Cars and Cuba’s New Economics

Henry G. Delforn (*)

The Tata Nano, made in India, go for around US $2,500 new. Photo:

HAVANA TIMES, Jan 24 – If you wish well for the Cuban people, especially the middle class, you have no choice but to like Castro’s new economics.

In the first year of the largest economic reform program of the last 54 years now well underway, Cuba’s GDP is expected to grow by 3.4% in 2012 despite the 53-year-old U.S. embargo.

The size of Cuba’s economy is about half the size of Google and about a quarter of Exxon.  But unlike shareholder-only benefits, growth in Cuba’s GDP is expected to bring benefit directly to the middle class citizen.

Indication of this benefit comes from the automobile sector which is one component of President Raul Castro’s revolutionary reform plan, “Proyecto de Lineamientos de la Política Económica y Social“.

Since the 4th quarter of 2011 and in line with the reform plan Cubans have been able to legally buy and sell automobiles. This change is step one in a multi-step process to battle transportation problems and boost the economy.

However, the cost of a typical used car in Cuba is very expensive. For example, a Russian made mid-1980 Lada can cost over 10,000 cuc (11,000 usd) and not even U.S.-funded relatives can afford it. Hence, car prices must come down if this component of the reforms is to succeed. But how will prices come down?

Here are two possible answers to this question. One, a new law could prohibit these high prices. But such law is not likely since it would discourage sellers and would not encourage trade or boost the economy.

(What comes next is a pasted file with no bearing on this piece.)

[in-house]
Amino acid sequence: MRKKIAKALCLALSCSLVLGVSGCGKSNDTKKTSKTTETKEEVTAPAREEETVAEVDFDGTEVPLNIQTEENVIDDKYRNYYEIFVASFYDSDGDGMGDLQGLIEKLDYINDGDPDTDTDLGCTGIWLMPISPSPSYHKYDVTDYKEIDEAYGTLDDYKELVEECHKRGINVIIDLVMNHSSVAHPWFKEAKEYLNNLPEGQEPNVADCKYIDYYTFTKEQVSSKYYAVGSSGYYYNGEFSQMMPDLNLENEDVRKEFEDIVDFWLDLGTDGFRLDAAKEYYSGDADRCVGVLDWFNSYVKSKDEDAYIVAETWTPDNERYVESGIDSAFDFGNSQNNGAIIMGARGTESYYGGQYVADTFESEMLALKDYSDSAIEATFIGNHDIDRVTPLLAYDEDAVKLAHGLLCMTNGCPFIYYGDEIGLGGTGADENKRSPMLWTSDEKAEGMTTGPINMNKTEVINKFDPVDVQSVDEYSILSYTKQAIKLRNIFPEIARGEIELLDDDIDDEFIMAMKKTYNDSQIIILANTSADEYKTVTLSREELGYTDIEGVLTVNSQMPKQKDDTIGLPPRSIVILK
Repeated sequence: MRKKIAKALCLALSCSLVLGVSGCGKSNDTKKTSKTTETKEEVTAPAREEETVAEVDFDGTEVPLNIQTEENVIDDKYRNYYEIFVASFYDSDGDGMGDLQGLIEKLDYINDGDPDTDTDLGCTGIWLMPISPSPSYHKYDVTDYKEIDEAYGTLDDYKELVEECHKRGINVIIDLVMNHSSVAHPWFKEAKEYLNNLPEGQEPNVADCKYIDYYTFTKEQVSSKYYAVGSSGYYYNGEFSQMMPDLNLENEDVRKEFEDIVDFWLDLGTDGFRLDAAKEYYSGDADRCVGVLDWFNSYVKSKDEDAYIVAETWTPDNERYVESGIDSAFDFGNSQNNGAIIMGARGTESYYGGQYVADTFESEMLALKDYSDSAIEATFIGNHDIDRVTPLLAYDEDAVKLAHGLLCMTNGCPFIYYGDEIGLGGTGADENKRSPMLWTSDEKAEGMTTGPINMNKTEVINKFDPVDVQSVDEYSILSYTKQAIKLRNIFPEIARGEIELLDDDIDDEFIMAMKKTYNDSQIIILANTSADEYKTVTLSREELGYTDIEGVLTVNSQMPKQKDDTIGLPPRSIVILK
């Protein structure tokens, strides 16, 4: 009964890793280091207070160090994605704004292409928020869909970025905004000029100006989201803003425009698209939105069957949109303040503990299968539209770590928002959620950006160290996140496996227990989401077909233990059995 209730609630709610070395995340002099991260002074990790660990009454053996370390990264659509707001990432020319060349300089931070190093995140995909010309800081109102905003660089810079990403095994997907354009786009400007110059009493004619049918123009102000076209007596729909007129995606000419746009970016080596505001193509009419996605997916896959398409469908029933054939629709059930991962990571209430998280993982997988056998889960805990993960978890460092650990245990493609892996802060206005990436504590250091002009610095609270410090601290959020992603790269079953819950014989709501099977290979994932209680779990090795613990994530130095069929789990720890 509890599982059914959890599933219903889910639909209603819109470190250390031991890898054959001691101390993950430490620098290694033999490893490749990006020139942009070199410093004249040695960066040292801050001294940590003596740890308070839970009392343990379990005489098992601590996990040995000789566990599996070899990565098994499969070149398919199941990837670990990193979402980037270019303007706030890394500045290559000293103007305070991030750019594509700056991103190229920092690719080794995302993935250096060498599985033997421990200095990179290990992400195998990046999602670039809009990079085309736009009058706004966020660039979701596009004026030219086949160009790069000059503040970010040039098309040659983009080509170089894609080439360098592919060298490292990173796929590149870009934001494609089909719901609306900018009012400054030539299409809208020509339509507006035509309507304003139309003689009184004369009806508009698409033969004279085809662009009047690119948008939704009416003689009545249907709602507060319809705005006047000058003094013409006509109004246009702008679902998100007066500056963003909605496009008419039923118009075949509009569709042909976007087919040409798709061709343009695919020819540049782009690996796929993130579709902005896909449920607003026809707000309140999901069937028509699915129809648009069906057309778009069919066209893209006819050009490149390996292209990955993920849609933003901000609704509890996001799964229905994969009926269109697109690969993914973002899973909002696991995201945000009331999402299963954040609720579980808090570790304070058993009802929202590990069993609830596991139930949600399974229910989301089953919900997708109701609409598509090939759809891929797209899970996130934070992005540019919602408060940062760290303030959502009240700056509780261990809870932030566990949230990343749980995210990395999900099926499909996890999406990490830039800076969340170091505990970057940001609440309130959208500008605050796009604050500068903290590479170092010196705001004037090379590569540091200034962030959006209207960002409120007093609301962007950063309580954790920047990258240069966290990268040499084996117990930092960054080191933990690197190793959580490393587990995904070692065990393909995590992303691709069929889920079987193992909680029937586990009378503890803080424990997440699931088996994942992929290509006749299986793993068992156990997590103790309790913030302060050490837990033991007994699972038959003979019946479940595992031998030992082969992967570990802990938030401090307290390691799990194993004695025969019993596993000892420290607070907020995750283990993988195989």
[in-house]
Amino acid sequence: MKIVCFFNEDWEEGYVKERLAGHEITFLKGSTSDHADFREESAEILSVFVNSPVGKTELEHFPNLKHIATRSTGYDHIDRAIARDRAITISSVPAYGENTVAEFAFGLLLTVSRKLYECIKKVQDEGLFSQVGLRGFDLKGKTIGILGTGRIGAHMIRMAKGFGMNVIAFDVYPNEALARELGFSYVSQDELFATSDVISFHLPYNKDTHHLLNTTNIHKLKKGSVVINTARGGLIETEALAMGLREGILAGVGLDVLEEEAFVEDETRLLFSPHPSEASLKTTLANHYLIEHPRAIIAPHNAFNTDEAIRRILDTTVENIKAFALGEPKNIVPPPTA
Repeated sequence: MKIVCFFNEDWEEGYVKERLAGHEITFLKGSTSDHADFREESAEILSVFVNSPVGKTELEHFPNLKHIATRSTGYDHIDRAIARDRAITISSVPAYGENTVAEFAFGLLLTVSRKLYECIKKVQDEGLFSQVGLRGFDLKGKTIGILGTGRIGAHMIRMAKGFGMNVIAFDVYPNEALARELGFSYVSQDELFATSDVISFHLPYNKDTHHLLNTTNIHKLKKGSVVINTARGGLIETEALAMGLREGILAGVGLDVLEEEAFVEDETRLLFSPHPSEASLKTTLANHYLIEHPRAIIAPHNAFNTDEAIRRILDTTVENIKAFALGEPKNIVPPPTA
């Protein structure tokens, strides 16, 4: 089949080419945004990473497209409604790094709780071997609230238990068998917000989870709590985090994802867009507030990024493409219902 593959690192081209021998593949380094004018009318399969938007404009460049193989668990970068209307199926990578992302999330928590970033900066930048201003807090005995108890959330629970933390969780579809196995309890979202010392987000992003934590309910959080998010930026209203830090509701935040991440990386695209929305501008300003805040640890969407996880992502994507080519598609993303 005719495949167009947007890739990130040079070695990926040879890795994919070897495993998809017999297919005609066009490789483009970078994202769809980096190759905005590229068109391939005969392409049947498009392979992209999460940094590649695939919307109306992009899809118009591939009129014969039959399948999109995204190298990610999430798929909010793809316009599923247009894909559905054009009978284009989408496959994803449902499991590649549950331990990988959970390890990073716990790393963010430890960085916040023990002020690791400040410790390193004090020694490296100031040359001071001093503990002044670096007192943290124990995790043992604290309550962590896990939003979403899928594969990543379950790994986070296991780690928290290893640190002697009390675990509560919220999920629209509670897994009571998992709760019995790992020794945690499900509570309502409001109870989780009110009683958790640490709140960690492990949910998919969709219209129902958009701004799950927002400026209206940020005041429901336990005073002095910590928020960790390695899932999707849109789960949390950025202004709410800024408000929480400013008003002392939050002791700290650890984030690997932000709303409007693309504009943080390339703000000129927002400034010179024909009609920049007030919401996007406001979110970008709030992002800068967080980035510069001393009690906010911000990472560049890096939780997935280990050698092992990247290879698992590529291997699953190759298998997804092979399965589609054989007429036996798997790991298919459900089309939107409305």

A more likely scenario is the flooding of new cheap cars into the market to thereby lower prices and increase GDP with sales of new inexpensive cars. For example, the Indian made Tata Nano which sells new for about 2,500 usd is a likely candidate.

Today, one can buy a new Cuban made Minerva electric motorcycle for about 1,500 cuc, and hence, one can also expect that when this motorcycle market is exhausted, step two in the process will be taken to import new cars.

(*) Henry G. Delforn is an electrical engineer (Cuban-born U.S.citizen) who lives in the U.S. and often travels to Cuba.


11 thoughts on “Cars and Cuba’s New Economics

  • Tatas are little more than golf-carts with a cute name, as Elizabeth suggests. But it is appalling to see so many comments made from a perspective that is centered in a world view exclusively anchored in the experiences of the wealthier part of the world, as if life was only comprehensible from that perspective and living standards defined by it (“pride of vehicle ownership”???…)…

  • The issue with this car is that uses the British system where the driver seats on the right hand seat. Not sure if they produce an american version of driver seating on the left.

  • This is a city car. The trunk is only accessible from inside the car, as the rear hatch does not open; has only one windscreen wiper instead of the usual pair; has no power steering, unnecessary due to its light weight; has three lug nuts on the wheels instead of the usual four; has only one wing mirror; a radio or CD player can be fitted as accessories only; has no airbags in any model; has a rear engine with only 2 cylinders; and no air conditioning in the base model. It’s the near perfect back-to-basics city car and a great addition to the Island.